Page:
Tyre Maintenance Madness Risking Lives
TyreSafe Stresses The Importance Of Maintenance
Motorists that fail to maintain and replace tyres risk their lives and those of others, TyreSafe has warned. This non-profit organisation has emphasised this point now as it recently received pictures of a tyre – that was removed from a high performance BMW 3 Series – which is so worn that there is no remaining tread. This ensures it is virtually useless in the rain and snow. Equally concerning, wear on the shoulder is so severe that the carcass is damaged. TyreSafe's representative called it “an accident waiting to happen”. Now, tyres are far more important than some motorists recognise. They are, after all, the only parts of a vehicle that are in contact the surface of the road. Furthermore, as they revolve only a small part of each touches the tarmac at one time – and of these chunks have been removed to form the pattern that clears rain water, etc. Despite this motorists expect their tyres – without exception – to smoothly translate engine power into momentum and help vehicles brake and steer. These tasks must be performed in conditions such as extreme heat in the summer, rain in the autumn and snow in the winter. As such, drivers should frequently check their tyres are fit for purpose.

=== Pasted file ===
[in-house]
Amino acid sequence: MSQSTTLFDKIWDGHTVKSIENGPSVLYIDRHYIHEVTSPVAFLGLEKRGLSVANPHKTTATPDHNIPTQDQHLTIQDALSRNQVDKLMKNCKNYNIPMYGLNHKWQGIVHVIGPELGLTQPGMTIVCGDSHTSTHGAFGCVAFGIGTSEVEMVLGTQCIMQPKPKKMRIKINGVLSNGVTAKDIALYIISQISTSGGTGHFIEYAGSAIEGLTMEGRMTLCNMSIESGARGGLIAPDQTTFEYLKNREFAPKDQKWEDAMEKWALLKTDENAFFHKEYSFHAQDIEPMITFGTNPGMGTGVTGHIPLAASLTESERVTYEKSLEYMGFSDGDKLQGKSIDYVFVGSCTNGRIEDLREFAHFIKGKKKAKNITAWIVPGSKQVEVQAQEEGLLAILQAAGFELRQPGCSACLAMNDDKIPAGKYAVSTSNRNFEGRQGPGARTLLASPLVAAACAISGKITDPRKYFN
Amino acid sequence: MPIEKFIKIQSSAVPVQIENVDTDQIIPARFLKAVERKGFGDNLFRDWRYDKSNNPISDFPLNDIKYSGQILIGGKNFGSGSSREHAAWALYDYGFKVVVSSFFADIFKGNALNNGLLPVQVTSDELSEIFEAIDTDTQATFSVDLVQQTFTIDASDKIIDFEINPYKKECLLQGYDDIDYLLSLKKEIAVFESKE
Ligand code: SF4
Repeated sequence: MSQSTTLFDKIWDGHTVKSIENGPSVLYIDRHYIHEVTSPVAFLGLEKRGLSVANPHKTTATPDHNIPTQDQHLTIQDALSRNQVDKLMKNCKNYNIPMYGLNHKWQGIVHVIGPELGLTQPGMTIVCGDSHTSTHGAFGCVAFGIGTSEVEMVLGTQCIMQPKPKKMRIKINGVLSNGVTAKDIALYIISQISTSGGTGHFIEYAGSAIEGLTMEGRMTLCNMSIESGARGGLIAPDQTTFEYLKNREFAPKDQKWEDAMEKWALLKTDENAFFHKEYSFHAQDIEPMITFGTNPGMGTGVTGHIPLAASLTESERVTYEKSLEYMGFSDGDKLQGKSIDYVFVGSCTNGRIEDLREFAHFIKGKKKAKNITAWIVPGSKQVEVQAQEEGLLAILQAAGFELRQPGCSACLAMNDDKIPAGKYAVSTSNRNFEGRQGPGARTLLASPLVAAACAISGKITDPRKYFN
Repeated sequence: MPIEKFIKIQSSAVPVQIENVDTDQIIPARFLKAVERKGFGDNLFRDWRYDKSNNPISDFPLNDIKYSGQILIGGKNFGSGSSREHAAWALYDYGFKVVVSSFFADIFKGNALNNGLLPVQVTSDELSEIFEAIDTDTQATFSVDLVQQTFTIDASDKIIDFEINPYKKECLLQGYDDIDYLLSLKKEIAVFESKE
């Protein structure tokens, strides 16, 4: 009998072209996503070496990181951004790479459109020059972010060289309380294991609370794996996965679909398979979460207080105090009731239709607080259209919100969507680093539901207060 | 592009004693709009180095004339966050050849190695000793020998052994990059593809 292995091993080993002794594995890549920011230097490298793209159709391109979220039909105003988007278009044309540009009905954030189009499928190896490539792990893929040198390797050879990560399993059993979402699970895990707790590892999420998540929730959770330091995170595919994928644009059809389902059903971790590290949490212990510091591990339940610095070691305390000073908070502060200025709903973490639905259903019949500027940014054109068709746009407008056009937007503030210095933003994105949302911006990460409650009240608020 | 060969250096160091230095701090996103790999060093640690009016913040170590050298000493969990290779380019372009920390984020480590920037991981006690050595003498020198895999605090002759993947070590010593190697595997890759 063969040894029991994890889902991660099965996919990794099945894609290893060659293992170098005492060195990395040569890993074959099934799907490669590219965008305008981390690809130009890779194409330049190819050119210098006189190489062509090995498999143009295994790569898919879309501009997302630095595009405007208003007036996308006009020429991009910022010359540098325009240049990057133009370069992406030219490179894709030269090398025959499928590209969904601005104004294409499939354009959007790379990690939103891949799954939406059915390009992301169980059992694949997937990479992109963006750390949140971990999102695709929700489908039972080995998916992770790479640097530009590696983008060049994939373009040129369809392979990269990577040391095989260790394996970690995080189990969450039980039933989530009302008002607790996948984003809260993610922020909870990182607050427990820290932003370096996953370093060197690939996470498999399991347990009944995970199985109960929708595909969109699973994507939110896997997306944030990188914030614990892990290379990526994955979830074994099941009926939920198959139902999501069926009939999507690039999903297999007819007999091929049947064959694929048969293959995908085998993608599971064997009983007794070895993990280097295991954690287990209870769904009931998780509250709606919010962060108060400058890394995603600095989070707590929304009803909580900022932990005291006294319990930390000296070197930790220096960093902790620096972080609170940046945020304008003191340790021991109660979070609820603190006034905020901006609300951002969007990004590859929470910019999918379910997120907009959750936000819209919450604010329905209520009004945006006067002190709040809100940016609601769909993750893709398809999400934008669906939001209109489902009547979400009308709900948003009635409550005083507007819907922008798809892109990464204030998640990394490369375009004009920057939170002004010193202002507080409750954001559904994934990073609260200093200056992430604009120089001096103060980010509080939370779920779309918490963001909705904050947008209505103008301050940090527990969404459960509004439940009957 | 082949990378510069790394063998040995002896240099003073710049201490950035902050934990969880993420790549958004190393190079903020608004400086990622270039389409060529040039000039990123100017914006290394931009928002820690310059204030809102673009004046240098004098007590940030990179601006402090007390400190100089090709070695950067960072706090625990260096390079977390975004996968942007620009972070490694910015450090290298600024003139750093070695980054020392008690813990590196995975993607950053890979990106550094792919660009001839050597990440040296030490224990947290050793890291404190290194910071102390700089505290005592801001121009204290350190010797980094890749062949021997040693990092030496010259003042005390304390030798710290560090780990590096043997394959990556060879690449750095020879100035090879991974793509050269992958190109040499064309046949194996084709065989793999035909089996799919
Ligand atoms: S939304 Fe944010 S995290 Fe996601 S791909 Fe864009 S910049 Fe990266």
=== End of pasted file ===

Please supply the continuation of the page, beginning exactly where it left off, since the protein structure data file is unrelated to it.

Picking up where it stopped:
How To Check A Tyre
Checking a tyre is legal/safe is a simple process. As a rule, complete this task at least once per-month unless there is a specific problem that needs more frequent monitoring. The first consideration is the pressure that influences how the vehicle corners, brakes, rides and steers. Incorrect pressure – either to high or to low - can also damage the tyre. The correct pressure can be confirmed via a sticker which tends to be stuck on the driver-side b-pillar. If not, refer to the manual. And remember that cars often require different pressures at the front/back and while heavily laden. The next consideration is tread depth. The legal minimum is 1.6mm across the central 75% of the tyre's width and around its circumference. This can be checked via a gauge or the wear indicators that (most) tyres have within their tread. However, to maintain the vehicle's performance it is best to replace a tyre when its tread hits 3mm. Furthermore, check all around for tears, punctures, bulges and cracking which could compromise the tyre's integrity. Plus, of course, if there is any doubt that the tyre is fit for purpose have it checked by a mechanic.